Based on example sentences in several online dictionaries, I have the impression that "ballpark" is used in situations where you really don't know and can't know the exact number but want to make an educated guess. I'm not sure if it's accurate to use "ballpark" for a guess about a number we forget.

  • "If I remember it right, it should be around ...." "I can't recall now, but let me see, was it 14.73?"
    – Kris
    Apr 3 '18 at 6:29
  • A ballpark is typically a baseball stadium. Baseball is very much a minority sport in Britain, and the term ballpark number is likely not to be known by many Britons. My British wife is a mathematics teacher and she had never heard the term before when I asked her just now.
    – Shoe
    Apr 3 '18 at 6:44
  • @Shoe - What? :o As a native speaker of BrE I most definitely know what a ballpark figure is. I'm surprised your wife doesn't.
    – AndyT
    Apr 3 '18 at 9:58
  • @AndyT. Yes, it surprised me too as she has been a teacher at a large international school for over 35 years, with numerous AmE mathematics teacher colleagues and countless AmE students. Next time I'm in England I'll ask family and friends if they know what ballpark number means, in order to test out my hypothesis that fewer BrE speakers will know the idiom than AmE speakers.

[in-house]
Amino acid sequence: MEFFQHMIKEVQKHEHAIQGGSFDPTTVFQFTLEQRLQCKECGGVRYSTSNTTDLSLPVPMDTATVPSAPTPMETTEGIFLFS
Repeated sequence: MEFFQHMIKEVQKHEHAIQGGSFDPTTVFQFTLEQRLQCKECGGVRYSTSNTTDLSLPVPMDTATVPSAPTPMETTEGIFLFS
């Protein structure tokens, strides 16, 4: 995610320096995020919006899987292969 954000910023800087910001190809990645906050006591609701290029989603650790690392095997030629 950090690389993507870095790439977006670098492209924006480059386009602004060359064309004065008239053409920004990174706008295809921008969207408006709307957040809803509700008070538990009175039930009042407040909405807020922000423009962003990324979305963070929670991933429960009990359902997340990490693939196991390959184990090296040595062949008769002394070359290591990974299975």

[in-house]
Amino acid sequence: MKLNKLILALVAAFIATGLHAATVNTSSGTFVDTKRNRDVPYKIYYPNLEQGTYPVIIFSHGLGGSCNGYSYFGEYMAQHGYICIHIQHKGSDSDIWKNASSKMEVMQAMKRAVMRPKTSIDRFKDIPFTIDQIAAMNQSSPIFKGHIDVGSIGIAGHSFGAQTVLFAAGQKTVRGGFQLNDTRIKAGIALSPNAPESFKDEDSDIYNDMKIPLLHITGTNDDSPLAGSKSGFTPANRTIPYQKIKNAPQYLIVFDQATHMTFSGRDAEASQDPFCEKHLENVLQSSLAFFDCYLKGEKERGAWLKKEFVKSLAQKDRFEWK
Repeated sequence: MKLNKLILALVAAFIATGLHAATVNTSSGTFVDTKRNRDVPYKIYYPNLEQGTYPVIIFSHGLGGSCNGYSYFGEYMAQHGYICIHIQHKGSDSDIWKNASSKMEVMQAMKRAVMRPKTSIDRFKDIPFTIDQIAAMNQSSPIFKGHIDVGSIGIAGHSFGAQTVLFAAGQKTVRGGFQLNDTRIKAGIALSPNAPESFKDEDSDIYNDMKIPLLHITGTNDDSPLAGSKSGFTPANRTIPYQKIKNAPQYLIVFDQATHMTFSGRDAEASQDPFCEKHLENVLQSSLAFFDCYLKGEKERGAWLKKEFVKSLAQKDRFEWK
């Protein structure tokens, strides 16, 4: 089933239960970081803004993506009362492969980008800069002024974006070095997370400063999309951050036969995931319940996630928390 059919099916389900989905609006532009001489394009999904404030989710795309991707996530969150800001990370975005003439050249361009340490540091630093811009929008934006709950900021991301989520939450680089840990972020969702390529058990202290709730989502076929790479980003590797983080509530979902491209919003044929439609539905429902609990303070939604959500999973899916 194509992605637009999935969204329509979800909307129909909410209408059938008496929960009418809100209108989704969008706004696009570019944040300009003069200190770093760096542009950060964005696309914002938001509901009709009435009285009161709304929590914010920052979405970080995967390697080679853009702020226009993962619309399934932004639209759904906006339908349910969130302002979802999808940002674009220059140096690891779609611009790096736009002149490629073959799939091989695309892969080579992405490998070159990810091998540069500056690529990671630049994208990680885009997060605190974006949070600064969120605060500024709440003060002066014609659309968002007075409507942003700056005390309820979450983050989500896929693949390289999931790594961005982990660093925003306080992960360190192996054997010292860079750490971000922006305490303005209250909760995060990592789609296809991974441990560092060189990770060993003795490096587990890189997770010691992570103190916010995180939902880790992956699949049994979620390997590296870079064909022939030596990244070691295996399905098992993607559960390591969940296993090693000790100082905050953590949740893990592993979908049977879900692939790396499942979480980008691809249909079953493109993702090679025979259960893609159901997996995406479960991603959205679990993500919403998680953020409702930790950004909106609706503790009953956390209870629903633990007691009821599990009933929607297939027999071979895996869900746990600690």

– Shoe
    Apr 4 '18 at 10:25

As you say, a "ballpark" number is an educated guess about a number that we never knew, a number that is "somewhere in the ballpark." (It's an American idiom, since a "ballpark" is a place where people play baseball.) To convey your meaning, you could say one of these:

I can't remember the exact number, but a ballpark number is 250.
I can't remember the exact number, but 250 is somewhere in the ballpark.

You would not convey, by referring to a number as a ballpark number, that it was a number that you knew and had forgotten. You would have to state that.


Correct. Example - The world's population is in the ballpark of 8 billion.

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